The Winged Victory of Samothrace, ca. 190 BCE. | Victoria de Samotracia, ca. 190 a.C.    Photos will never do it justice.

The Winged Victory of Samothrace, ca. 190 BCE. | Victoria de Samotracia, ca. 190 a.C. Photos will never do it justice.

The winged victory of Samothrace. I saw this at the top of the grand staircase at the Louvre. It's extraordinary. I remember feeling as if I, too, had wings.

The Importance of Being an Artist in Today's Modern World

The winged victory of Samothrace. I saw this at the top of the grand staircase at the Louvre. It's extraordinary. I remember feeling as if I, too, had wings.

Greek Goddess of Victory, Nike by Mahealani Palepale. Wing Victory of Samothrace, also identified as the Goddess of Victory, Nike, was discovered by Charles Champoiseau in 1863 on a small island of Samothrace. This immaculate sculpture stands at 3.28m (11 feet) and is erected of Parian marble for the figurine and Gray Lartos marble for the base in which she stands on the bow of a vessel.

Greek Goddess of Victory, Nike

Greek Goddess of Victory, Nike by Mahealani Palepale. Wing Victory of Samothrace, also identified as the Goddess of Victory, Nike, was discovered by Charles Champoiseau in 1863 on a small island of Samothrace. This immaculate sculpture stands at 3.28m (11 feet) and is erected of Parian marble for the figurine and Gray Lartos marble for the base in which she stands on the bow of a vessel.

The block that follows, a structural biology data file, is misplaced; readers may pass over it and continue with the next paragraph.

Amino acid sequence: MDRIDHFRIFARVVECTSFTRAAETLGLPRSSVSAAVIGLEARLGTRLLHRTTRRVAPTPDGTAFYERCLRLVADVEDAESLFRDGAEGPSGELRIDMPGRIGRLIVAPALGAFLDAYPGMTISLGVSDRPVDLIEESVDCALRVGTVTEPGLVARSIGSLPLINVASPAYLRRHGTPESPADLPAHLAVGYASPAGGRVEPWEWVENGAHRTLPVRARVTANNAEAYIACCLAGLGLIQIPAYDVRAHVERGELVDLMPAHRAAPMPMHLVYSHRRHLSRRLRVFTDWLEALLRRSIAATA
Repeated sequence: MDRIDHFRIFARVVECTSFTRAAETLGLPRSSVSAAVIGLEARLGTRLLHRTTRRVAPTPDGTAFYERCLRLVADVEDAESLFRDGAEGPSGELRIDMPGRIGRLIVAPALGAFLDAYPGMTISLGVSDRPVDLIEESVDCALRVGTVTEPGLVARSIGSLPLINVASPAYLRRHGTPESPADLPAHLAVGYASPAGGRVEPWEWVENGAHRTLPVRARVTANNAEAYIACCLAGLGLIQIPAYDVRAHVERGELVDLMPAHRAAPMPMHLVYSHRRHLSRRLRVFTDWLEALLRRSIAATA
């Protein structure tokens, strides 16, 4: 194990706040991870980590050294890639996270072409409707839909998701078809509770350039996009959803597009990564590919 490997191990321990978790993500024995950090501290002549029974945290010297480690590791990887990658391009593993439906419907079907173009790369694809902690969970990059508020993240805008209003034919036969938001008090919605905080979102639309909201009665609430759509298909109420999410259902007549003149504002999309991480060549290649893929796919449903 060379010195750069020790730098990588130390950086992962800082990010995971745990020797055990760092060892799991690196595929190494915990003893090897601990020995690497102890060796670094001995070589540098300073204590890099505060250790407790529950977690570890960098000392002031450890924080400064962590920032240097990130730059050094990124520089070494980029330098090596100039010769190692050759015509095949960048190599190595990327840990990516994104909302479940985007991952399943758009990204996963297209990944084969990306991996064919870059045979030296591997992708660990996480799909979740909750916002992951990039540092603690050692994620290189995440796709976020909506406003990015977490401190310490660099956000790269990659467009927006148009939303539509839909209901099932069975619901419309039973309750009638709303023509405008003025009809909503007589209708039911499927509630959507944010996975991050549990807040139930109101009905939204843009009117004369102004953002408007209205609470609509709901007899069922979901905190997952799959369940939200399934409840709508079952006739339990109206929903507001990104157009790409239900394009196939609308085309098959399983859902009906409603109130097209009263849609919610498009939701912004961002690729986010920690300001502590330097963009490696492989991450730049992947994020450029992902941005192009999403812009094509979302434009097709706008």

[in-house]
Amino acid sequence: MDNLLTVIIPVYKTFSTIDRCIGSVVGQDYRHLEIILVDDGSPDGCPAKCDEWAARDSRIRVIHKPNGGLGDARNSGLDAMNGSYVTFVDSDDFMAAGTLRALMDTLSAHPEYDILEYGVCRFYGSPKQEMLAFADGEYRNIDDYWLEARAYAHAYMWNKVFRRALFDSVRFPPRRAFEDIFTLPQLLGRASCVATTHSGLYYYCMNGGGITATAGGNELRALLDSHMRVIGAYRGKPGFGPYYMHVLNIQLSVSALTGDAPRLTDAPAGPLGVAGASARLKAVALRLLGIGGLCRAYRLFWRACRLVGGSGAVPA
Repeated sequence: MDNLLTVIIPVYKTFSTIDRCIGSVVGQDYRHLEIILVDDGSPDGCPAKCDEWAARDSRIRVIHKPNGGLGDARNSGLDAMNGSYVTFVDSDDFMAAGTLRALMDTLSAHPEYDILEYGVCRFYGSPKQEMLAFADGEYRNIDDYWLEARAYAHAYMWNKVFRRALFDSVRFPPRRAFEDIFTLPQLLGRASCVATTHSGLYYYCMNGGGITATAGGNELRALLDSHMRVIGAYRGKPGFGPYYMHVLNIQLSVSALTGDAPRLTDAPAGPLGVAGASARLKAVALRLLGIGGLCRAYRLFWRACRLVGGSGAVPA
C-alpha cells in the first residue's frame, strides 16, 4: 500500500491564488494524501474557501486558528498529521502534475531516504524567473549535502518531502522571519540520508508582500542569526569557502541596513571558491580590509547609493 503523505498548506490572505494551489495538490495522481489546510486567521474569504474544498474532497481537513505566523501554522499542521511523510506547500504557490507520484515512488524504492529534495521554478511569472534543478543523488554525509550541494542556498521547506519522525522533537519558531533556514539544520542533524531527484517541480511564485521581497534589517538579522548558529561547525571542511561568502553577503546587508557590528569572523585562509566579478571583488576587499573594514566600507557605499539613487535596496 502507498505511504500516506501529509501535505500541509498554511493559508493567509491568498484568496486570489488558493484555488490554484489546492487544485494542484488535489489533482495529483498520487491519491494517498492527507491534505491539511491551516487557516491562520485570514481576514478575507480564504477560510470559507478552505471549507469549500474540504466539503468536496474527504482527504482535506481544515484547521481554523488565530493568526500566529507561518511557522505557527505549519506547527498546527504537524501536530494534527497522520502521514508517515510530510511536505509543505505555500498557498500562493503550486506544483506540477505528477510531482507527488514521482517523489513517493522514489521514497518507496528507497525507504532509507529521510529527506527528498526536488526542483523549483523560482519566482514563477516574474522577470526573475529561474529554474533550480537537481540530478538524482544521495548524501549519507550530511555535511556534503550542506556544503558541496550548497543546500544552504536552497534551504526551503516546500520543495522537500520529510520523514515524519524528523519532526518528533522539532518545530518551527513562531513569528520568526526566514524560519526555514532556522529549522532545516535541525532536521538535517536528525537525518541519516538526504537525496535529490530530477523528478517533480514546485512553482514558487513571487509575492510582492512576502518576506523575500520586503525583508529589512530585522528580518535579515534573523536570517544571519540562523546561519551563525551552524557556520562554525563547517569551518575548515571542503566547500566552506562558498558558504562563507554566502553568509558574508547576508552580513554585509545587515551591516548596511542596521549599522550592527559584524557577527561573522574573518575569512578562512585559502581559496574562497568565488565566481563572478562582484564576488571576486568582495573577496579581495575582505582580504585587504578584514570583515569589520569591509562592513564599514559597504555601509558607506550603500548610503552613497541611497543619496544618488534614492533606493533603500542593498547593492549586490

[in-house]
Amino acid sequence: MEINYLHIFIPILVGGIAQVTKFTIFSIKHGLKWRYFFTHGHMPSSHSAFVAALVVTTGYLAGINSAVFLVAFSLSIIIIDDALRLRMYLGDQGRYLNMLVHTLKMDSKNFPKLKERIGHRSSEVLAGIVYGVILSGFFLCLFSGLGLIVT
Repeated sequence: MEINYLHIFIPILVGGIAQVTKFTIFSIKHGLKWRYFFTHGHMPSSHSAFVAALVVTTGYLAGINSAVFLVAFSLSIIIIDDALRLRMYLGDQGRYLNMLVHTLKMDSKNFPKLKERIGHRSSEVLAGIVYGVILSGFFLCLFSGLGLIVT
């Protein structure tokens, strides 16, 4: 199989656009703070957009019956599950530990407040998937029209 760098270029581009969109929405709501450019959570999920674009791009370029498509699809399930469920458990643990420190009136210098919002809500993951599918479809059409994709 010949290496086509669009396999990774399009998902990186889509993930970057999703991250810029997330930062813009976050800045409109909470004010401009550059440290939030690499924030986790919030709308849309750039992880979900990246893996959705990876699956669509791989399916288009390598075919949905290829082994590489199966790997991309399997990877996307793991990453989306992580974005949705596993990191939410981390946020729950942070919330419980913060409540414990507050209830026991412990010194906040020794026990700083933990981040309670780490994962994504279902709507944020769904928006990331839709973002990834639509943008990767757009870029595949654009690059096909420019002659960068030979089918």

Winged Victory in the Louvre Museum, Paris. Also called Nike of Samothrace. One of my favorite statues.

Winged Victory in the Louvre Museum, Paris. Also called Nike of Samothrace. One of my favorite statues.

Winged Victory of Samothrace, also called the Nike of Samothrace.  2nd century BC marble sculpture of the Greek goddess Nike (Victory).

Winged Victory of Samothrace, also called the Nike of Samothrace. 2nd century BC marble sculpture of the Greek goddess Nike (Victory).

Ancient Greece. The Winged Victory of Samothrace, also called the Nike of Samothrace,[1] is a 2nd century BC marble sculpture of the Greek goddess Nike (Victory). Since 1884, it has been prominently displayed at the Louvre and is one of the most celebrated sculptures in the world. Invisible Ink | The Salt Girl Speaks

Invisible Ink

Ancient Greece. The Winged Victory of Samothrace, also called the Nike of Samothrace,[1] is a 2nd century BC marble sculpture of the Greek goddess Nike (Victory). Since 1884, it has been prominently displayed at the Louvre and is one of the most celebrated sculptures in the world. Invisible Ink | The Salt Girl Speaks

Nike of Samothrace - Probably my most favorite piece of sculpture.

Nike of Samothrace: Helmed a Ship, Helms the Louvre

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